Perhaps most importantly there might be projects or mentorships you pursued while on-site that are a bit of a reach for you now – be sure to discuss this with your manager to see if he/she can help push things from their end. Assuming you have a good relationship with your manager – and if you’re trusted enough to work remotely you probably do – he/she should be going to bat for you. It’s often forgotten that that’s what the “HR” component of management entails. And job expectations or not, good managers enjoy being involved in their reports’ growth.

Based on the context of your individual conversations, it’s good to follow up on these as well. People can get busy, so it’s good to follow up usually a couple days after you get back home. This helps you stay “present” even though you’re not physically there.

If you’re looking for an actionable timeline, the following is one I’ve come up with having taken several on-site trips in the last few months myself and have seen positive results from:

  1. 5 weeks out in advance of your next trip – brainstorm your list
  2. 4 weeks out – talk to your manager about your upcoming trip
  3. 3 weeks out – reach out to your list to setup time on their calendars
  4. 2 weeks out – prepare for presentation or outing
  5. 1 week out – prepare for the chats you set up
  6. While on-site – have your 1×1’s, presentation, outing, etc.
  7. Few days after trip – follow ups
  8. Few days after trip – follow up with manager

A side note

Before ending this post, it should be noted that if you’re not that confident in your communication skills, or are still very early on in your career or time with the company, it’s fine to take a gradual approach to this. Don’t bite off more than you can chew. You’ll have to take the advice and action plan here and measure it against your own unique scenario. You might have to skip “X” or maybe only reach out to “Y”, but the general idea and execution still stands. Maybe one trip you introduce yourself to one person, then two to three trips later you lead a meeting or go after a new job posting, etc.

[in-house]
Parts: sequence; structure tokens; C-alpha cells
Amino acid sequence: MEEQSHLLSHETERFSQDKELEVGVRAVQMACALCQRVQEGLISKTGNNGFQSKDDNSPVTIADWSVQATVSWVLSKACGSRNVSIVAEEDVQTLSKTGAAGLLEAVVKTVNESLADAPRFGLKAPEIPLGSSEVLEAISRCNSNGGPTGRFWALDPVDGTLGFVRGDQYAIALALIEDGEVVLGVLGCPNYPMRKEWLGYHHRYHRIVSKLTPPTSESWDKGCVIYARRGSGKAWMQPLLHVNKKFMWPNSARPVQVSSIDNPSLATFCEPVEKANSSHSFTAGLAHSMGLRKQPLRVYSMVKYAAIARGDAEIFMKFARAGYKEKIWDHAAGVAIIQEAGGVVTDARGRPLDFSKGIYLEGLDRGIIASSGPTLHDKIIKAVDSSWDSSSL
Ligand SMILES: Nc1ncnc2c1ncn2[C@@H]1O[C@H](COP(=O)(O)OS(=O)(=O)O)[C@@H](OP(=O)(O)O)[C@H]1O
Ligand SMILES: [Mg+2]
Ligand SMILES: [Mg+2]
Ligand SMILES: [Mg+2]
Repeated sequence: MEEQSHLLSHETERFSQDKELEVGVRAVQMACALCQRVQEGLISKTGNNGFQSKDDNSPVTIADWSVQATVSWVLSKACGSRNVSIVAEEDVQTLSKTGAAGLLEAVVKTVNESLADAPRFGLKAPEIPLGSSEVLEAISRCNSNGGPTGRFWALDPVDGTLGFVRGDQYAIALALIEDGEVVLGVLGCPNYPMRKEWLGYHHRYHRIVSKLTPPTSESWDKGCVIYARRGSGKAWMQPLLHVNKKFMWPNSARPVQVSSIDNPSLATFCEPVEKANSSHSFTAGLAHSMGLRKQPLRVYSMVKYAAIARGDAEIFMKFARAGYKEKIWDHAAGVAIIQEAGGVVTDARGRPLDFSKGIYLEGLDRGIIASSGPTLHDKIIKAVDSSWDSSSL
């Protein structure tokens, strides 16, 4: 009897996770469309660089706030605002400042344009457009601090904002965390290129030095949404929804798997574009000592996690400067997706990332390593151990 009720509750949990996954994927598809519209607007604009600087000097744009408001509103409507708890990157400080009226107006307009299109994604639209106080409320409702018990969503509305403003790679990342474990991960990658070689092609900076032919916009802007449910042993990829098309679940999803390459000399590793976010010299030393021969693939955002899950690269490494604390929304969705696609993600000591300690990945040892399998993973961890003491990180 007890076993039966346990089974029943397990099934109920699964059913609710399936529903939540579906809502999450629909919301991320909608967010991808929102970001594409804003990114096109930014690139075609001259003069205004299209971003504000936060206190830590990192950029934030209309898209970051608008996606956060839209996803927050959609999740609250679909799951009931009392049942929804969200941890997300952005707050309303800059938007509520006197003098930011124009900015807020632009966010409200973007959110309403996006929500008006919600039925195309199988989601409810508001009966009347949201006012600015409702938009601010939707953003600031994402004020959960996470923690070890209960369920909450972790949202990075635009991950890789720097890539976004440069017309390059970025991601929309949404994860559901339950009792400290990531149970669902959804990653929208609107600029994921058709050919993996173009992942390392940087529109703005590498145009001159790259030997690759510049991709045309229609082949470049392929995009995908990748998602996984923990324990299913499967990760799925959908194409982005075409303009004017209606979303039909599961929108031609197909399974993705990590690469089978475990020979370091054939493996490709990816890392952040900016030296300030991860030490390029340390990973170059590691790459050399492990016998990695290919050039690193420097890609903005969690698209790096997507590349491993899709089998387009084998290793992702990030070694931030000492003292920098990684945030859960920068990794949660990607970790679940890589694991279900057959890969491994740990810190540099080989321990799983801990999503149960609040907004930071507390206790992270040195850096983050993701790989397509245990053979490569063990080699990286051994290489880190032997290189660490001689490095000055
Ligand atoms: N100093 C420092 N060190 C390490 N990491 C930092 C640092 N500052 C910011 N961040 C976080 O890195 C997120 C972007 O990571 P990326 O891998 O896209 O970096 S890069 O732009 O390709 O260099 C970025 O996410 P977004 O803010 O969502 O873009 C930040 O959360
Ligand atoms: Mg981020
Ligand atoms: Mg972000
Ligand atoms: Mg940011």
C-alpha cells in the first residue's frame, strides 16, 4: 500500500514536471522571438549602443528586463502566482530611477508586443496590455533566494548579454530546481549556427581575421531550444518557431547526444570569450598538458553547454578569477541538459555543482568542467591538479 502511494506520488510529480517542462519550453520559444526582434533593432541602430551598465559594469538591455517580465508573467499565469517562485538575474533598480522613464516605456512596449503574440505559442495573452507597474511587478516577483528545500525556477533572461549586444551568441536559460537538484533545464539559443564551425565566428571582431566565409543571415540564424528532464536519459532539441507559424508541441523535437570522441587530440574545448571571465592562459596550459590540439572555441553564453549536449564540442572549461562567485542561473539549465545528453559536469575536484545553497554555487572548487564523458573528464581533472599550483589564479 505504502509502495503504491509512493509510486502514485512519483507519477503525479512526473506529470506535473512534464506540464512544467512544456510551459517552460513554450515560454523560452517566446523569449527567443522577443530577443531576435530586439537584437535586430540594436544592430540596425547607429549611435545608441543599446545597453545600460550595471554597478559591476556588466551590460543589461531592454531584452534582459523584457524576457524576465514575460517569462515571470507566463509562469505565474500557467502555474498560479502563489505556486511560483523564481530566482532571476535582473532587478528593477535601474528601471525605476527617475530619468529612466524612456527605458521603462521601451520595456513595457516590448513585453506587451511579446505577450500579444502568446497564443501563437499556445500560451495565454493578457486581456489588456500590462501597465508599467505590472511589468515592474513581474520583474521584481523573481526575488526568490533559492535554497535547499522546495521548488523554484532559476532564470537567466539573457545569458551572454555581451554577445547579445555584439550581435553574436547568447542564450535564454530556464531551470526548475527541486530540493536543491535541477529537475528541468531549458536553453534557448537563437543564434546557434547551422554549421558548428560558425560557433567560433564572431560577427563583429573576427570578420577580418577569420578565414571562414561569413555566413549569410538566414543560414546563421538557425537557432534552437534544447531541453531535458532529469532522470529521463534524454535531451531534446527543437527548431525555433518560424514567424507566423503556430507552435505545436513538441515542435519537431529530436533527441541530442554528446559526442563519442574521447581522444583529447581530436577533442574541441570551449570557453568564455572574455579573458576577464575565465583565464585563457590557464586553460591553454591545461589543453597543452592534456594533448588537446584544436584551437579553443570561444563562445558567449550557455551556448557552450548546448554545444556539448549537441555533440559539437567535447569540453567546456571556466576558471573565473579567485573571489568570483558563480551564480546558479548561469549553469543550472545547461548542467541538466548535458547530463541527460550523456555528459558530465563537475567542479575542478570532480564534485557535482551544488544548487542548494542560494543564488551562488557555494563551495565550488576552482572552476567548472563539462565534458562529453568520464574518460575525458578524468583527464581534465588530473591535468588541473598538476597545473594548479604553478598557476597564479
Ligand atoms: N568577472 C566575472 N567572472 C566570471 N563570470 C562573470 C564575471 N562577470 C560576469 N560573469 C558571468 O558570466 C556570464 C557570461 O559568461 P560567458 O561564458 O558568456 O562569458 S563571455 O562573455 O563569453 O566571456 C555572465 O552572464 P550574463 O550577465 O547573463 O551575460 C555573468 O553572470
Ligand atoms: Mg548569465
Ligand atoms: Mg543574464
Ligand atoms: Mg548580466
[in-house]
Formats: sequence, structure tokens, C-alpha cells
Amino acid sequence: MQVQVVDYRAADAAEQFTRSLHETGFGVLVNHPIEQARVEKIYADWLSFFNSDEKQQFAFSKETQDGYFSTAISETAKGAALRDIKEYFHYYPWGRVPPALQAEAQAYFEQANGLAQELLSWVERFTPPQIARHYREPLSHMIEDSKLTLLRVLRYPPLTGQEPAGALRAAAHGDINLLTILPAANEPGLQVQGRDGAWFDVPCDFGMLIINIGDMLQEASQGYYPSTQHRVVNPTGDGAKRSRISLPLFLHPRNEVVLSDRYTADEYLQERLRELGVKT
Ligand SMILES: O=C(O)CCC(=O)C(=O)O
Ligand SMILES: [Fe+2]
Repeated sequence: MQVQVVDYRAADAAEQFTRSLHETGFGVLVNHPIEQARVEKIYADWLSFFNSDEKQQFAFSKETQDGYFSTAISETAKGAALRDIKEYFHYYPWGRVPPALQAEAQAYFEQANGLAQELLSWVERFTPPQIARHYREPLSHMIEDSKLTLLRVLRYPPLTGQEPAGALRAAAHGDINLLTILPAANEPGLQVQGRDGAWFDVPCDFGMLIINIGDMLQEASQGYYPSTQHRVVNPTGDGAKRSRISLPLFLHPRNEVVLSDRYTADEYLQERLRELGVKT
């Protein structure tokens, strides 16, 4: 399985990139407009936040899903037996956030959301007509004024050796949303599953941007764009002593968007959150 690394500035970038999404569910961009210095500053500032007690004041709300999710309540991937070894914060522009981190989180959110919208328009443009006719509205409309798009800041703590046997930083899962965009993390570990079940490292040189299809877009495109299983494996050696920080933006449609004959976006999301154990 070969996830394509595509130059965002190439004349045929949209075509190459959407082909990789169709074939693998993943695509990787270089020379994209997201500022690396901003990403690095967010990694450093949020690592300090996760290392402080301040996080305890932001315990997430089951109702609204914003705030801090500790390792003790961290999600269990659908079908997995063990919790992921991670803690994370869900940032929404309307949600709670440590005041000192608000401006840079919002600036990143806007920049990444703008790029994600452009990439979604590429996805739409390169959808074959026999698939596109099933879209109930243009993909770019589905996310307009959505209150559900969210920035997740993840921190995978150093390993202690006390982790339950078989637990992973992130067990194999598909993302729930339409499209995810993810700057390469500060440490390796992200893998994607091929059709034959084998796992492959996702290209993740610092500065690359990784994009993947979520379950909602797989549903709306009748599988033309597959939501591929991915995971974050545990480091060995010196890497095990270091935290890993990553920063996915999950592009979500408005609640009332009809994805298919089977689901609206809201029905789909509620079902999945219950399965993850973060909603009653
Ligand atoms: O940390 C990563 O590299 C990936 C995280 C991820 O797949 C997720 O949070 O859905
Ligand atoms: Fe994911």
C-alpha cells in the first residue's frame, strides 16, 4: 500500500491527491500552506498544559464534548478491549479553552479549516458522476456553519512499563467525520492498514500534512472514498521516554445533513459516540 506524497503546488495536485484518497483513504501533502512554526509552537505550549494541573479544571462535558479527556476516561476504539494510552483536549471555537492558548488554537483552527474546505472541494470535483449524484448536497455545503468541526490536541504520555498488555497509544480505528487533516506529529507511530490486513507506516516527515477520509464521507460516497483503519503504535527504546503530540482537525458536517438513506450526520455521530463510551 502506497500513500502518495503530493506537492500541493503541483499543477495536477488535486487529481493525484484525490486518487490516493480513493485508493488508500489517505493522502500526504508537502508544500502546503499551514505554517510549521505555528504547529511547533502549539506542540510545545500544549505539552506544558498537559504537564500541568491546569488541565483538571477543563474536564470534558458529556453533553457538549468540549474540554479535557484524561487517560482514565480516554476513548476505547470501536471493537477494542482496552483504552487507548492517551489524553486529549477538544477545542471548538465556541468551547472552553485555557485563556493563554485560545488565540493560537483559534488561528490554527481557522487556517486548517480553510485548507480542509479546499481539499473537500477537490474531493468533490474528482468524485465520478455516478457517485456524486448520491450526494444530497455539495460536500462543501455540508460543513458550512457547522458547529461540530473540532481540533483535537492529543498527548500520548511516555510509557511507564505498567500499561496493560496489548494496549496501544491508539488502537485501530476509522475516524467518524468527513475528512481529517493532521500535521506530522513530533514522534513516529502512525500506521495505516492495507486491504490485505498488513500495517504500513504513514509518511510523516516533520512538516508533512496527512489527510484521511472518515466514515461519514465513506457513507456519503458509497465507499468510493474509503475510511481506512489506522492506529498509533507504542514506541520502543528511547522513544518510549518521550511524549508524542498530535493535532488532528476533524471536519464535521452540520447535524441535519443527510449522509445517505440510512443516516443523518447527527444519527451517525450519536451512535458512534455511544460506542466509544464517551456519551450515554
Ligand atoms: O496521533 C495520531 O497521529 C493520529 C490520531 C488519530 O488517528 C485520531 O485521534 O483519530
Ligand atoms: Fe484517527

There are plenty of more remote work posts coming, sign up so you don’t miss out on the next one

* indicates required



 

Closing connections and returning results using node-oracledb

If you’re using the npm module node-oracledb to connect to an Oracle database from Node, consider using this Promise-based and cursor-based wrapper/utility to return results from your queries and close connections: https://github.com/coreyc/oracledb-promise

This wrapper provides the following:

  • Only one function to call – executeSQL()
    • Pass in your SQL or stored procedure and any connection parameters
  • Promise-based, so chain off executeSQL() to return your execution results or catch any errors
  • Automatically closes the connection to Oracle and the result set returned from the database so no need to worry about memory leaks

I wrote this for a few reasons, the primary being a separation of concerns.  Instead of the calling code having to worry about getting the database rows from the cursor, checking for empty sets, closing the result set, and closing the connection to the database, this is all wrapped up in one nice function that handles this automatically for you.  Your code won’t be littered with node-oracledb module-specific code when all you want to do is get results back from the database.  Also, it’s very easy and common to get memory leaks when your result sets and connections aren’t closed so this prevents that.